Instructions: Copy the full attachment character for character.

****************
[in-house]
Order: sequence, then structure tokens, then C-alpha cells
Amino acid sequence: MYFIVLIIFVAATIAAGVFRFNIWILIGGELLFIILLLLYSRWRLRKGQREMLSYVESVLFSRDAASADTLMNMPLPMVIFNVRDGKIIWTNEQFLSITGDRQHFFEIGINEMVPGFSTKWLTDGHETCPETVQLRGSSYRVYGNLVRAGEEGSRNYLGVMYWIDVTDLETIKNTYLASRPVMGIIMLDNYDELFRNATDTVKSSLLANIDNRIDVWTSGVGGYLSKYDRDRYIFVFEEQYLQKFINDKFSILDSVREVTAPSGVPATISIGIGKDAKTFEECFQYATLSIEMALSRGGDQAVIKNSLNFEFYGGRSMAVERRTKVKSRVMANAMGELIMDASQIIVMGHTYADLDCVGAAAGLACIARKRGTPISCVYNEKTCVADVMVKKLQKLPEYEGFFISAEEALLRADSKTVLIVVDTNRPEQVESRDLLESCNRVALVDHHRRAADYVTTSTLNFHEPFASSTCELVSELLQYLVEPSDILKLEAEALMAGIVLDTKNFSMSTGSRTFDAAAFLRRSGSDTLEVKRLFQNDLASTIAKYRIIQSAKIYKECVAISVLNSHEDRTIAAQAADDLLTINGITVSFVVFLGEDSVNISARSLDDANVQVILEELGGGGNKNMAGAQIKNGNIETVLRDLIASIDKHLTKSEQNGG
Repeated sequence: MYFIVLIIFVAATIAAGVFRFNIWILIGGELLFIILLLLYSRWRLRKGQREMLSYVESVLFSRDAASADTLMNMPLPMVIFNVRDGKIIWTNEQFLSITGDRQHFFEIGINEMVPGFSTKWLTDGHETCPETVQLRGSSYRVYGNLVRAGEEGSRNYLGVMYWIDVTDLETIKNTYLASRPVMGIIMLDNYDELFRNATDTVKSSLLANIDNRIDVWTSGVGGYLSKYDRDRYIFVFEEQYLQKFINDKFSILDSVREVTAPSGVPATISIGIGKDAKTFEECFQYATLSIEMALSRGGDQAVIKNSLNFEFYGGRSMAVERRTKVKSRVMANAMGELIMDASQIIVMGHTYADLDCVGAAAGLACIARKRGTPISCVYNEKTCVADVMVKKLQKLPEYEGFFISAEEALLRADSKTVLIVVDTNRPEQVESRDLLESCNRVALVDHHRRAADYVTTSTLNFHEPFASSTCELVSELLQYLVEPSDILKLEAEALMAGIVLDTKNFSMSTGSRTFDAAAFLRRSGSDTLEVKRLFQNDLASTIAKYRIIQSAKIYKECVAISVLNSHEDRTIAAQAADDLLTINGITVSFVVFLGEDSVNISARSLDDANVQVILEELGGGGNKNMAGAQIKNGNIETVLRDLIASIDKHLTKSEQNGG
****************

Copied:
[in-house]
Order: sequence, then structure tokens, then C-alpha cells
Amino acid sequence: MYFIVLIIFVAATIAAGVFRFNIWILIGGELLFIILLLLYSRWRLRKGQREMLSYVESVLFSRDAASADTLMNMPLPMVIFNVRDGKIIWTNEQFLSITGDRQHFFEIGINEMVPGFSTKWLTDGHETCPETVQLRGSSYRVYGNLVRAGEEGSRNYLGVMYWIDVTDLETIKNTYLASRPVMGIIMLDNYDELFRNATDTVKSSLLANIDNRIDVWTSGVGGYLSKYDRDRYIFVFEEQYLQKFINDKFSILDSVREVTAPSGVPATISIGIGKDAKTFEECFQYATLSIEMALSRGGDQAVIKNSLNFEFYGGRSMAVERRTKVKSRVMANAMGELIMDASQIIVMGHTYADLDCVGAAAGLACIARKRGTPISCVYNEKTCVADVMVKKLQKLPEYEGFFISAEEALLRADSKTVLIVVDTNRPEQVESRDLLESCNRVALVDHHRRAADYVTTSTLNFHEPFASSTCELVSELLQYLVEPSDILKLEAEALMAGIVLDTKNFSMSTGSRTFDAAAFLRRSGSDTLEVKRLFQNDLASTIAKYRIIQSAKIYKECVAISVLNSHEDRTIAAQAADDLLTINGITVSFVVFLGEDSVNISARSLDDANVQVILEELGGGGNKNMAGAQIKNGNIETVLRDLIASIDKHLTKSEQNGG
Repeated sequence: MYFIVLIIFVAATIAAGVFRFNIWILIGGELLFIILLLLYSRWRLRKGQREMLSYVESVLFSRDAASADTLMNMPLPMVIFNVRDGKIIWTNEQFLSITGDRQHFFEIGINEMVPGFSTKWLTDGHETCPETVQLRGSSYRVYGNLVRAGEEGSRNYLGVMYWIDVTDLETIKNTYLASRPVMGIIMLDNYDELFRNATDTVKSSLLANIDNRIDVWTSGVGGYLSKYDRDRYIFVFEEQYLQKFINDKFSILDSVREVTAPSGVPATISIGIGKDAKTFEECFQYATLSIEMALSRGGDQAVIKNSLNFEFYGGRSMAVERRTKVKSRVMANAMGELIMDASQIIVMGHTYADLDCVGAAAGLACIARKRGTPISCVYNEKTCVADVMVKKLQKLPEYEGFFISAEEALLRADSKTVLIVVDTNRPEQVESRDLLESCNRVALVDHHRRAADYVTTSTLNFHEPFASSTCELVSELLQYLVEPSDILKLEAEALMAGIVLDTKNFSMSTGSRTFDAAAFLRRSGSDTLEVKRLFQNDLASTIAKYRIIQSAKIYKECVAISVLNSHEDRTIAAQAADDLLTINGITVSFVVFLGEDSVNISARSLDDANVQVILEELGGGGNKNMAGAQIKNGNIETVLRDLIASIDKHLTKSEQNGG